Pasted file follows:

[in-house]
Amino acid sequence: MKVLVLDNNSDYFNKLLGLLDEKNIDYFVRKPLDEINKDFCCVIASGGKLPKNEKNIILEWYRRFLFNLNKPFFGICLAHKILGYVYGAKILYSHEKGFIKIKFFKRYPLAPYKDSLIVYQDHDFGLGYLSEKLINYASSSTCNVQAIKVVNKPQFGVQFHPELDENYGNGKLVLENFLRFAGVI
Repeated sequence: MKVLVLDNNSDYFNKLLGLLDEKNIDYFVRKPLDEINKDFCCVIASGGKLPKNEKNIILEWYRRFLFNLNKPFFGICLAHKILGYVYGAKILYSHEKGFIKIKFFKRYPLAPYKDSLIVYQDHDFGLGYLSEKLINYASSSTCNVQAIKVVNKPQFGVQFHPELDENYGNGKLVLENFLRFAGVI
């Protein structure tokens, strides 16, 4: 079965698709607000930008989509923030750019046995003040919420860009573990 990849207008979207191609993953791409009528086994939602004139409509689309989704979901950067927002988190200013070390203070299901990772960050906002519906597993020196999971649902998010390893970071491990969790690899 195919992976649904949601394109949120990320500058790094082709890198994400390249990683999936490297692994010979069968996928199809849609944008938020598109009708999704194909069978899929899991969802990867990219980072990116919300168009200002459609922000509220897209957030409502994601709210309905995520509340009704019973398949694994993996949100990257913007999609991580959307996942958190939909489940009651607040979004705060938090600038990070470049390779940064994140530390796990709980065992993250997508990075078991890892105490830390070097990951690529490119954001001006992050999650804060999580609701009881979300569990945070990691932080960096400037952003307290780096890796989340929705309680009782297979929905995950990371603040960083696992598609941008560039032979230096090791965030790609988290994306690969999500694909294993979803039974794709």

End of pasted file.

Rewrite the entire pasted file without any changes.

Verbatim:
[in-house]
Amino acid sequence: MKVLVLDNNSDYFNKLLGLLDEKNIDYFVRKPLDEINKDFCCVIASGGKLPKNEKNIILEWYRRFLFNLNKPFFGICLAHKILGYVYGAKILYSHEKGFIKIKFFKRYPLAPYKDSLIVYQDHDFGLGYLSEKLINYASSSTCNVQAIKVVNKPQFGVQFHPELDENYGNGKLVLENFLRFAGVI
Repeated sequence: MKVLVLDNNSDYFNKLLGLLDEKNIDYFVRKPLDEINKDFCCVIASGGKLPKNEKNIILEWYRRFLFNLNKPFFGICLAHKILGYVYGAKILYSHEKGFIKIKFFKRYPLAPYKDSLIVYQDHDFGLGYLSEKLINYASSSTCNVQAIKVVNKPQFGVQFHPELDENYGNGKLVLENFLRFAGVI
């Protein structure tokens, strides 16, 4: 079965698709607000930008989509923030750019046995003040919420860009573990 990849207008979207191609993953791409009528086994939602004139409509689309989704979901950067927002988190200013070390203070299901990772960050906002519906597993020196999971649902998010390893970071491990969790690899 195919992976649904949601394109949120990320500058790094082709890198994400390249990683999936490297692994010979069968996928199809849609944008938020598109009708999704194909069978899929899991969802990867990219980072990116919300168009200002459609922000509220897209957030409502994601709210309905995520509340009704019973398949694994993996949100990257913007999609991580959307996942958190939909489940009651607040979004705060938090600038990070470049390779940064994140530390796990709980065992993250997508990075078991890892105490830390070097990951690529490119954001001006992050999650804060999580609701009881979300569990945070990691932080960096400037952003307290780096890796989340929705309680009782297979929905995950990371603040960083696992598609941008560039032979230096090791965030790609988290994306690969999500694909294993979803039974794709």